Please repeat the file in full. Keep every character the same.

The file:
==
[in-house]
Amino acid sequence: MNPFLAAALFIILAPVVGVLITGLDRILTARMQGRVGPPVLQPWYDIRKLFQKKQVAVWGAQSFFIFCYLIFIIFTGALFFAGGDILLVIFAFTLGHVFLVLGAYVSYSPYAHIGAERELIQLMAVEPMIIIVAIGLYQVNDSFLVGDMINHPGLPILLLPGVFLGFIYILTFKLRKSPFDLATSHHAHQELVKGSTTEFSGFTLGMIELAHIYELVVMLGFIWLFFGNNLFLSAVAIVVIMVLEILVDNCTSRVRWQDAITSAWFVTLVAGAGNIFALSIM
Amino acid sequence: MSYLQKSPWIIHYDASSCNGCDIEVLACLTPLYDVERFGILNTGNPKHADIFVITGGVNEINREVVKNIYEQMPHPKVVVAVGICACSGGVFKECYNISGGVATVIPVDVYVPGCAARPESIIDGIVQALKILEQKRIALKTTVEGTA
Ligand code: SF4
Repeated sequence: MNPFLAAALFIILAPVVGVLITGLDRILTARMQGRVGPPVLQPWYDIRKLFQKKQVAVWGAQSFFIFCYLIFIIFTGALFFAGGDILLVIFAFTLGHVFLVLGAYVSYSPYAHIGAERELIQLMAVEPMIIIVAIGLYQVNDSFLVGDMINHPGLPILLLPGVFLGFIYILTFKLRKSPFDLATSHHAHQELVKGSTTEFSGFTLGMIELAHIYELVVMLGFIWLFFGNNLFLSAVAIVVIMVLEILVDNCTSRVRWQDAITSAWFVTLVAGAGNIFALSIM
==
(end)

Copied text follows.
[in-house]
Amino acid sequence: MNPFLAAALFIILAPVVGVLITGLDRILTARMQGRVGPPVLQPWYDIRKLFQKKQVAVWGAQSFFIFCYLIFIIFTGALFFAGGDILLVIFAFTLGHVFLVLGAYVSYSPYAHIGAERELIQLMAVEPMIIIVAIGLYQVNDSFLVGDMINHPGLPILLLPGVFLGFIYILTFKLRKSPFDLATSHHAHQELVKGSTTEFSGFTLGMIELAHIYELVVMLGFIWLFFGNNLFLSAVAIVVIMVLEILVDNCTSRVRWQDAITSAWFVTLVAGAGNIFALSIM
Amino acid sequence: MSYLQKSPWIIHYDASSCNGCDIEVLACLTPLYDVERFGILNTGNPKHADIFVITGGVNEINREVVKNIYEQMPHPKVVVAVGICACSGGVFKECYNISGGVATVIPVDVYVPGCAARPESIIDGIVQALKILEQKRIALKTTVEGTA
Ligand code: SF4
Repeated sequence: MNPFLAAALFIILAPVVGVLITGLDRILTARMQGRVGPPVLQPWYDIRKLFQKKQVAVWGAQSFFIFCYLIFIIFTGALFFAGGDILLVIFAFTLGHVFLVLGAYVSYSPYAHIGAERELIQLMAVEPMIIIVAIGLYQVNDSFLVGDMINHPGLPILLLPGVFLGFIYILTFKLRKSPFDLATSHHAHQELVKGSTTEFSGFTLGMIELAHIYELVVMLGFIWLFFGNNLFLSAVAIVVIMVLEILVDNCTSRVRWQDAITSAWFVTLVAGAGNIFALSIM